Remarks by Dr. Donald C. Winter Secretary of the Navy
Anaheim Marriott Anaheim, CA Wednesday – August 8, 2007
Dr. Tether, thank you for that kind introduction, and thank you for your work leading an institution that has been critical to US national security since its creation in 1958.
With great successes in achieving military technology breakthroughs, DARPA has earned a reputation as an organization where brilliant minds gather to solve problems that once seemed insurmountable.
Our nation has benefited from DARPA’s work, but this is no time for DARPA to rest on its laurels.
The enemy we face today makes no secret of his goals and intentions.
It should hardly be necessary to review the countless statements of global jihadists who have called—repeatedly—for our destruction.
The single most dangerous and naïve idea that blinds some to the dangers we face is that very American idea of “live and let live”—that if only we are nice to the tiger, the tiger will leave us alone.
No, the tiger cannot be persuaded to let us live in peace.
It is not in his nature.
Similarly, there is no evidence that the nature of our enemy can somehow be changed or persuaded by words.
The enemy’s actions—from the Beirut bombings to Khobar Towers to USS COLE to 9/11—make it clear that he will come after us, regardless of changes in our policies.
And so, if you believe that America is worth defending, and that the achievements of Western civilization are valuable and precious, then we must defend ourselves against those who wish to do us harm.
Here DARPA can, once again, play a heroic role in the defense of the nation.
Over the years, DARPA’s scientists and technologists have often met with leaders of the defense community and asked them, “What keeps you up at night?”
Today, I would like to share with you some of my thoughts on sleepless nights.
* * *
Our enemy today is very different from enemies we have faced in the past, and will look different from enemies we will face in the future.
And, significantly, the old rules of war no longer apply.
The terrorism challenge we face, however, is not one of a stronger enemy or an enemy with a technological advantage.
9/11 and IED’s, for example, were not technology surprises.
Rather, they were unanticipated tactics and uses of technology, not unlike the use of kamikaze pilots in World War II.
This situation is further complicated by the Information Warfare/Public Relations offensive enabled by the enemy’s creative use of the internet.
But the use of technology is not even the main point.
We are dealing with a media-savvy enemy whose focus on killing Americans and other Westerners is combined with a very sophisticated media perspective.
Attacks are timed, designed, and located in order to maximize the media impact of their acts of mass murder.
Indeed, the enemy exploits the worldwide media to win in the court of public opinion.
Here we note a rather astonishing, even bizarre phenomenon.
How is it possible, as the columnist Thomas Friedman recently asked, that we could be losing a Public Relations war against people who blow up school buses, deliberately murder civilians, take people hostage, behead innocents, admire Hitler, and recruit new terrorists by making videos of their crimes?
Conceiving of an enemy more evil, more inhumane, more morally repugnant would be difficult, if not impossible.
And yet, moral confusion still reigns in certain quarters.
Nevertheless, for those who believe that America has a right to defend itself, we must focus on ways to use technology—one of our greatest strengths—to our advantage.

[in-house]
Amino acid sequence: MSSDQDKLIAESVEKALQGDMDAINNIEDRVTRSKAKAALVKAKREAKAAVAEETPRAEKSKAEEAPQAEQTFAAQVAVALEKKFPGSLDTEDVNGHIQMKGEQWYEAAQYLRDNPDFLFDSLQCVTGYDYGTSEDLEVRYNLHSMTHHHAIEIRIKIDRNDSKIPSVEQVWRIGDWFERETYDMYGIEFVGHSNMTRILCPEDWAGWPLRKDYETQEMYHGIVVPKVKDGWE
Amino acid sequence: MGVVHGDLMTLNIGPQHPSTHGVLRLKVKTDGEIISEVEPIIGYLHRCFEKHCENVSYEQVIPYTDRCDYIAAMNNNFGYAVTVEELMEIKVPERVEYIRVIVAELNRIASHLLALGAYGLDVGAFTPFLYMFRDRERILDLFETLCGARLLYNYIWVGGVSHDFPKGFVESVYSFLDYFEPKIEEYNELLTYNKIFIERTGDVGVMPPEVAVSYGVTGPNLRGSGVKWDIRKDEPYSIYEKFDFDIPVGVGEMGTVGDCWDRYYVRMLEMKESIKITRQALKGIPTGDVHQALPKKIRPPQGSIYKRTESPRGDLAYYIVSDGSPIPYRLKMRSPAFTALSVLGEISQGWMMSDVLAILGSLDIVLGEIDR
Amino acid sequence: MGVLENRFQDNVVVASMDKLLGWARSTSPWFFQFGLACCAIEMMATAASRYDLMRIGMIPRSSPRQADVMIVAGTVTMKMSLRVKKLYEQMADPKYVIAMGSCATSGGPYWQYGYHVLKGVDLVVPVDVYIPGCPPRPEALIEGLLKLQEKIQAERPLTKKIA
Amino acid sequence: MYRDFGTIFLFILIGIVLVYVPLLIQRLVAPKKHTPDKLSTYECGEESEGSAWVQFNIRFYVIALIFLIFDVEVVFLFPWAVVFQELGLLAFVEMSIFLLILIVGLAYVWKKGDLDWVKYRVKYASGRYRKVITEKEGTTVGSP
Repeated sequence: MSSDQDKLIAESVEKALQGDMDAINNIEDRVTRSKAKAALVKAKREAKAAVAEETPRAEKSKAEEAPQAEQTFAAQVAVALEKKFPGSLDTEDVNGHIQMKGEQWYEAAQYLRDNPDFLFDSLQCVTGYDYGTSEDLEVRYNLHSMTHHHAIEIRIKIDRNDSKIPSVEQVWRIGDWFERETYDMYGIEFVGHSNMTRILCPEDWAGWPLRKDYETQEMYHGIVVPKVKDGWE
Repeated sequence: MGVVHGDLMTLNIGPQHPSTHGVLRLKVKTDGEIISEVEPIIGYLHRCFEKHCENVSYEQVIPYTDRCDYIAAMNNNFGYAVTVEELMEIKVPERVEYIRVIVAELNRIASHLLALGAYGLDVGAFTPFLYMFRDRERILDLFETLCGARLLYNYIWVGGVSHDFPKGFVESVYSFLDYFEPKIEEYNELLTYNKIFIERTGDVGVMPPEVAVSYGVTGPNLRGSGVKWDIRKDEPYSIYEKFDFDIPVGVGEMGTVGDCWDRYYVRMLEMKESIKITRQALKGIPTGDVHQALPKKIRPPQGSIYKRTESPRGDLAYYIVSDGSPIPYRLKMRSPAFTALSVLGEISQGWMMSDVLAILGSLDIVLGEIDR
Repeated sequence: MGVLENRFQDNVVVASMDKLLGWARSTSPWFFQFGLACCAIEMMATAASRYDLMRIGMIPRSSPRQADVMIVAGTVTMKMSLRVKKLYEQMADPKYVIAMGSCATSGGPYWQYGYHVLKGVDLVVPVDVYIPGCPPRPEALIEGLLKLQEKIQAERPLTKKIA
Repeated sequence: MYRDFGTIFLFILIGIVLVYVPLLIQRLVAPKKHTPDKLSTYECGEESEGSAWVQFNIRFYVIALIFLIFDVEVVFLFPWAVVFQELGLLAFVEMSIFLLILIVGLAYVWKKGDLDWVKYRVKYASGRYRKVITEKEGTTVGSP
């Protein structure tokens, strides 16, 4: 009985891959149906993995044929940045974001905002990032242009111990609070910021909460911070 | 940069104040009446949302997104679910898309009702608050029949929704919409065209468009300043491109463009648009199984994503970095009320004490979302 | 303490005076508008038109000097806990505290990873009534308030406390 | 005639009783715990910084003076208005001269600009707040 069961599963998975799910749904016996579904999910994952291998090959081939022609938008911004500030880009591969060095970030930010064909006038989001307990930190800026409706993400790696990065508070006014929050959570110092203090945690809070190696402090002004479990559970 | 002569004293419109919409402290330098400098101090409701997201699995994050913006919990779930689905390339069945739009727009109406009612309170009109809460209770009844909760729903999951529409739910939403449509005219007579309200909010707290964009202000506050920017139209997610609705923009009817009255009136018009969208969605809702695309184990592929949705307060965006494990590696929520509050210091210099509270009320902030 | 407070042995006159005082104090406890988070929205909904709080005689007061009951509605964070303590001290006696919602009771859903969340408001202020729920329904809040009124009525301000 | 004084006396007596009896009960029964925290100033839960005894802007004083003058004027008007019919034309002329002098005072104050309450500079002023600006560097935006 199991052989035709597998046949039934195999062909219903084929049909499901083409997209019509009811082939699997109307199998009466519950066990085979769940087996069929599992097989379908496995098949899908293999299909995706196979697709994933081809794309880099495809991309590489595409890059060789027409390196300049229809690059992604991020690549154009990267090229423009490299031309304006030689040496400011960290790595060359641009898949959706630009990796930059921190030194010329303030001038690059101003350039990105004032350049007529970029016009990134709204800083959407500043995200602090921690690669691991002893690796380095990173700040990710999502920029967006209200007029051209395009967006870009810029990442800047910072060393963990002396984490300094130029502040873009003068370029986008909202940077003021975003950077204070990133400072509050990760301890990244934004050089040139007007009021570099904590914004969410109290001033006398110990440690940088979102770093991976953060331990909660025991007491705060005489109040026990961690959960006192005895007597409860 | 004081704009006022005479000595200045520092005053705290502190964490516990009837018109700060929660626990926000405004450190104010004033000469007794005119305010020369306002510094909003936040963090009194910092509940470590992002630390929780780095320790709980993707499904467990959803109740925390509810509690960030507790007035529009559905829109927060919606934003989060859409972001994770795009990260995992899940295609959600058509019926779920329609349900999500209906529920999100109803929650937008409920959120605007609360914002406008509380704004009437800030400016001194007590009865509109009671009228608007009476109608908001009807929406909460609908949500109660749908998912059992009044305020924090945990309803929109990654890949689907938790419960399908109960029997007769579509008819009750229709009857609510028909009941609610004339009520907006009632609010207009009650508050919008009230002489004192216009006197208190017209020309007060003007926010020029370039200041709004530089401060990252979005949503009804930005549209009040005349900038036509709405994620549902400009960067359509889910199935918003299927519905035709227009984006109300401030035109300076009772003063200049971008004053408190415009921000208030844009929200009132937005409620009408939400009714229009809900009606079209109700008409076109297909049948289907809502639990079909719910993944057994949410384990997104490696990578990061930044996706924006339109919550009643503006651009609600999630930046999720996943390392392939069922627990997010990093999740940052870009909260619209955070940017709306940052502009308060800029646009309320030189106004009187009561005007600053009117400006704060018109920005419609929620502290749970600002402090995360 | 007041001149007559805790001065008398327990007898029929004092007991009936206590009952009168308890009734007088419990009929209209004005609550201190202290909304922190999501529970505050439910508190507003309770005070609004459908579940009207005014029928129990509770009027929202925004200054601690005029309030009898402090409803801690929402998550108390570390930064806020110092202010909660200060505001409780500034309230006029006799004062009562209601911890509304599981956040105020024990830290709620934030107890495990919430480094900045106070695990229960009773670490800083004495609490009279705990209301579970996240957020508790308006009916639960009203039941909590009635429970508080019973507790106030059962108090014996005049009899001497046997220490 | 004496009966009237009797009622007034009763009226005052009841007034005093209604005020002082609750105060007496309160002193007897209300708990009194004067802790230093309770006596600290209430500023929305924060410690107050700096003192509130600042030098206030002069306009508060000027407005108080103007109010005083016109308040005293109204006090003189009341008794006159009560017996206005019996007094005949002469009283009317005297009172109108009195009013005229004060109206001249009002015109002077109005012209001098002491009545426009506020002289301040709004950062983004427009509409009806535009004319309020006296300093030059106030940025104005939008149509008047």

2America’s technological superiority, however, has thus far not proven decisive in this war.
Indeed, a key difference between today’s war and past conflicts is, in fact, the role of technology.
Much technology is available—often simultaneously—to all parties.
It knows no boundaries, and is limited to no one.
The same age of the internet and wireless communications that allows a teenager in Sacramento to chat with a friend in Sydney has also put innovative technologies into the very back-pocket of our adversaries.
Because of the stark differences in literacy rates, in economic development, and in technological advances between those seen in the West and the rest, we have a tendency to underestimate the ability of the enemy—whether a country or a non-state actor—to use technology.
Our image of a terrorist is, too often, that of an evildoer in a cave, not a sophisticated, well-educated engineer in a lab.
That image is very misleading, and it is very dangerous.
TV images often give us the impression of a few militants in Baghdad setting off crude devices that kill our soldiers and innocent bystanders.
On the contrary, we are seeing very sophisticated methods of recruitment, training, financing, and targeting—with video productions in support of their terrorist campaign that reflect a degree of PR expertise that is simply first-rate.
Do not forget that there are elements of the insurgency that are comprised of career intelligence officers and assassins who have decades of professional experience in running a police state.
Our image of the terrorist enemy as unsophisticated or ignorant is also misleading in another way.
People forget how much impact even just one man—take A.Q. Khan, for example—can have on the fate of nations and of the world.
Highly specialized technical knowledge, in the wrong hands, can be instantly transferred to masterminds whose lives are devoted to plotting our destruction.
With the simple click of a mouse, terrorists can transmit blueprints of attack across the globe to millions of individuals.
This technology enables them to train their followers not only in military tactics such as suicide bombings, it also allows the propagation of an ideology whose end state is our complete demise.
We must find innovative ways to defeat, disrupt, and deter their communications—and their use of asymmetric technology to attack our forces.
We need to defeat this enemy’s ability to make tactical use of technology to strategic effect.